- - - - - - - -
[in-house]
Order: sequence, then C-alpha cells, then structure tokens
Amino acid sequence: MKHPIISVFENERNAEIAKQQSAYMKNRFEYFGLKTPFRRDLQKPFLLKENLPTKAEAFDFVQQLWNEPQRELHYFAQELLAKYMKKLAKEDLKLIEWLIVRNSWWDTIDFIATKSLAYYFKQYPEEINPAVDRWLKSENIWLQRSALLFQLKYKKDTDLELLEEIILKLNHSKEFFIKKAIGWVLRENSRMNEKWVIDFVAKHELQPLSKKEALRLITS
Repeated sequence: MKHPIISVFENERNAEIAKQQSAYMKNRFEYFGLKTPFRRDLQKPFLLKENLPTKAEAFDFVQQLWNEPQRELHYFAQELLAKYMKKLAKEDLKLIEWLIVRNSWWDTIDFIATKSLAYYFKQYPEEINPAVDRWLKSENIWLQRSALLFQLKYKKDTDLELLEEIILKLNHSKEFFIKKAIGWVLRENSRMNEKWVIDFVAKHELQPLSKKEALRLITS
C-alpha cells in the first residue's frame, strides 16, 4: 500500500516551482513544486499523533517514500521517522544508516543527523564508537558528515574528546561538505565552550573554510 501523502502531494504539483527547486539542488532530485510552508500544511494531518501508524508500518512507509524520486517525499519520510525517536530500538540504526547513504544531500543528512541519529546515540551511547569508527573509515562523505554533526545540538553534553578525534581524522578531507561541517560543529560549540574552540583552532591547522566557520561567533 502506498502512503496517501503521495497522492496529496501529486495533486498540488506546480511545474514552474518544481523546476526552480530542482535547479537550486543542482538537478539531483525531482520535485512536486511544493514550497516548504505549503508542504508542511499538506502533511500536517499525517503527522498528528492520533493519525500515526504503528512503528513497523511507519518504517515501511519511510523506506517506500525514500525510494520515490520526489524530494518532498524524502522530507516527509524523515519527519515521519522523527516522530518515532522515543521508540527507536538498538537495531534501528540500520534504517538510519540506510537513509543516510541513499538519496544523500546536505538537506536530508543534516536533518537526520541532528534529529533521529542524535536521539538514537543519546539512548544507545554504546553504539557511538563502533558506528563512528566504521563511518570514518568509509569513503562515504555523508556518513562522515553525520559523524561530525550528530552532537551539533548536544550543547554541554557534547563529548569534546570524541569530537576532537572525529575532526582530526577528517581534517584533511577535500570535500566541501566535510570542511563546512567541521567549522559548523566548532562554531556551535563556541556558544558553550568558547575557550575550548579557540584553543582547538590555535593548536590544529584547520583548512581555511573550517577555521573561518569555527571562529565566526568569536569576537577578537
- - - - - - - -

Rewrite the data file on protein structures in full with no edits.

[in-house]
Order: sequence, then C-alpha cells, then structure tokens
Amino acid sequence: MKHPIISVFENERNAEIAKQQSAYMKNRFEYFGLKTPFRRDLQKPFLLKENLPTKAEAFDFVQQLWNEPQRELHYFAQELLAKYMKKLAKEDLKLIEWLIVRNSWWDTIDFIATKSLAYYFKQYPEEINPAVDRWLKSENIWLQRSALLFQLKYKKDTDLELLEEIILKLNHSKEFFIKKAIGWVLRENSRMNEKWVIDFVAKHELQPLSKKEALRLITS
Repeated sequence: MKHPIISVFENERNAEIAKQQSAYMKNRFEYFGLKTPFRRDLQKPFLLKENLPTKAEAFDFVQQLWNEPQRELHYFAQELLAKYMKKLAKEDLKLIEWLIVRNSWWDTIDFIATKSLAYYFKQYPEEINPAVDRWLKSENIWLQRSALLFQLKYKKDTDLELLEEIILKLNHSKEFFIKKAIGWVLRENSRMNEKWVIDFVAKHELQPLSKKEALRLITS
C-alpha cells in the first residue's frame, strides 16, 4: 500500500516551482513544486499523533517514500521517522544508516543527523564508537558528515574528546561538505565552550573554510 501523502502531494504539483527547486539542488532530485510552508500544511494531518501508524508500518512507509524520486517525499519520510525517536530500538540504526547513504544531500543528512541519529546515540551511547569508527573509515562523505554533526545540538553534553578525534581524522578531507561541517560543529560549540574552540583552532591547522566557520561567533 502506498502512503496517501503521495497522492496529496501529486495533486498540488506546480511545474514552474518544481523546476526552480530542482535547479537550486543542482538537478539531483525531482520535485512536486511544493514550497516548504505549503508542504508542511499538506502533511500536517499525517503527522498528528492520533493519525500515526504503528512503528513497523511507519518504517515501511519511510523506506517506500525514500525510494520515490520526489524530494518532498524524502522530507516527509524523515519527519515521519522523527516522530518515532522515543521508540527507536538498538537495531534501528540500520534504517538510519540506510537513509543516510541513499538519496544523500546536505538537506536530508543534516536533518537526520541532528534529529533521529542524535536521539538514537543519546539512548544507545554504546553504539557511538563502533558506528563512528566504521563511518570514518568509509569513503562515504555523508556518513562522515553525520559523524561530525550528530552532537551539533548536544550543547554541554557534547563529548569534546570524541569530537576532537572525529575532526582530526577528517581534517584533511577535500570535500566541501566535510570542511563546512567541521567549522559548523566548532562554531556551535563556541556558544558553550568558547575557550575550548579557540584553543582547538590555535593548536590544529584547520583548512581555511573550517577555521573561518569555527571562529565566526568569536569576537577578537